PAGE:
Mentions: Results of several numerical simulations of system (5)–(6) are shown in Fig. 2. The parameter values were chosen such that we start in domain VIII (Fig. 1) (eradication of the tumor), cross domain VII (bistable situation), and end up in domain I (no effect of virus therapy). The solutions shown in Fig. 2 reflect the fact that the degree of heterogeneity plays an important role in the model dynamics. The parameter values and initial conditions are the same for all four simulations; the difference comes from different initial variances of β ; the greater the initial variance the faster we reach the unfavorable domain I. Conversely, the initial variance of the distribution can be small enough such that the time during which the size of the tumor remains negligible (X + Y is close to zero) is comparable with the life-time of a patient; this emphasizes that we need to know not only the final state of Eβ (t) but also its transient behavior.

Bottom Line: We also demonstrate that, within the applied modeling framework, to overcome the adverse effect of tumor cell heterogeneity on the outcome of cancer treatment, a heterogeneous population of an oncolytic virus must be used.It should be straightforward to apply these techniques to mathematical modeling of other types of anticancer therapy.Leonid Hanin (nominated by Arcady Mushegian), Natalia Komarova (nominated by Orly Alter), and David Krakauer.

View Article: PubMed Central - HTML - PubMed

Affiliation: National Center for Biotechnology Information, National Library of Medicine, National Institutes of Health, Bethesda, MD 20894, USA. karev@ncbi.nlm.nih.gov

ABSTRACT

Background: One of the mechanisms that ensure cancer robustness is tumor heterogeneity, and its effects on tumor cells dynamics have to be taken into account when studying cancer progression. There is no unifying theoretical framework in mathematical modeling of carcinogenesis that would account for parametric heterogeneity.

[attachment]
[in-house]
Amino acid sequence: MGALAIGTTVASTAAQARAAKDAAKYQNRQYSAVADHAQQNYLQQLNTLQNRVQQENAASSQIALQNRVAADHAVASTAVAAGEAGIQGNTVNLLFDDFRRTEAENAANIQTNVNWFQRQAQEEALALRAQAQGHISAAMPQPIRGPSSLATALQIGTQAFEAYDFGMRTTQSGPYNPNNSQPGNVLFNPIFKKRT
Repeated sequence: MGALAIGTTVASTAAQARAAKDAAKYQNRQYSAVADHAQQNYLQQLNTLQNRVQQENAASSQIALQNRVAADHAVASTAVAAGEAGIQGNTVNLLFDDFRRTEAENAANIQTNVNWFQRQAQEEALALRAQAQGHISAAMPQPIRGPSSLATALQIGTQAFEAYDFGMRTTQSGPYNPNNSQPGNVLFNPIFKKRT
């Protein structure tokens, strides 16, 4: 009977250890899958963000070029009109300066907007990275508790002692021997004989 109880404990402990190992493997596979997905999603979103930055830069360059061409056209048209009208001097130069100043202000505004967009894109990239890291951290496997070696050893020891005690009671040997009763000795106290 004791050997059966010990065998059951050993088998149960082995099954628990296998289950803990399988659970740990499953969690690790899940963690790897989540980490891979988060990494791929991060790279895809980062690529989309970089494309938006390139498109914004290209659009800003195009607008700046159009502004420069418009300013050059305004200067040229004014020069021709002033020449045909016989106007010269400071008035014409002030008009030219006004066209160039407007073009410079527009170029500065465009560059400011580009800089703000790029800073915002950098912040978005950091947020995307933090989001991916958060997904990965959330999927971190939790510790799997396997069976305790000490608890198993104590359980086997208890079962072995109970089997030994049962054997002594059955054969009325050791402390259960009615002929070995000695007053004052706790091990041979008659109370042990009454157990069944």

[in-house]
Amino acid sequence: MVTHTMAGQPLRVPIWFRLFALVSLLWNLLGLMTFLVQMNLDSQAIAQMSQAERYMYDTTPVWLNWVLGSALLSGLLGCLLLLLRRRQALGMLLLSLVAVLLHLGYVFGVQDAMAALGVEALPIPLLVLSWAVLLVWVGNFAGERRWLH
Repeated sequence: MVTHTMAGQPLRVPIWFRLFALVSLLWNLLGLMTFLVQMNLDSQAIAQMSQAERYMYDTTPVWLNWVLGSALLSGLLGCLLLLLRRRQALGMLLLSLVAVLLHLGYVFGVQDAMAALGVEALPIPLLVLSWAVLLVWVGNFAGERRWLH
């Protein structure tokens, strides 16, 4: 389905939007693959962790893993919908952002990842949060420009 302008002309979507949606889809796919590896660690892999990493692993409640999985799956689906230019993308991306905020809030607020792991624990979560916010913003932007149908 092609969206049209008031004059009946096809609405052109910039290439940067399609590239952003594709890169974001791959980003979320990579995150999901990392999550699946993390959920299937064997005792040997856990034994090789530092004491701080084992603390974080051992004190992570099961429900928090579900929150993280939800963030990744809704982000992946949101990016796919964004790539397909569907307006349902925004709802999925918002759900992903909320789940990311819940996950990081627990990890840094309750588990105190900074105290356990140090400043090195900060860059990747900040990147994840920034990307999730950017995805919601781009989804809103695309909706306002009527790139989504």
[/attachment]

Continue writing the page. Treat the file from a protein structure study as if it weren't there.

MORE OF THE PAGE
Results: Here we formulate a modeling approach that naturally takes stock of inherent cancer cell heterogeneity and illustrate it with a model of interaction between a tumor and an oncolytic virus. We show that several phenomena that are absent in homogeneous models, such as cancer recurrence, tumor dormancy, and others, appear in heterogeneous setting. We also demonstrate that, within the applied modeling framework, to overcome the adverse effect of tumor cell heterogeneity on the outcome of cancer treatment, a heterogeneous population of an oncolytic virus must be used. Heterogeneity in parameters of the model, such as tumor cell susceptibility to virus infection and the ability of an oncolytic virus to infect tumor cells, can lead to complex, irregular evolution of the tumor. Thus, quasi-chaotic behavior of the tumor-virus system can be caused not only by random perturbations but also by the heterogeneity of the tumor and the virus.

Conclusion: The modeling approach described here reveals the importance of tumor cell and virus heterogeneity for the outcome of cancer therapy. It should be straightforward to apply these techniques to mathematical modeling of other types of anticancer therapy.

Reviewers: Leonid Hanin (nominated by Arcady Mushegian), Natalia Komarova (nominated by Orly Alter), and David Krakauer.

No MeSH data available.


Related in: MedlinePlus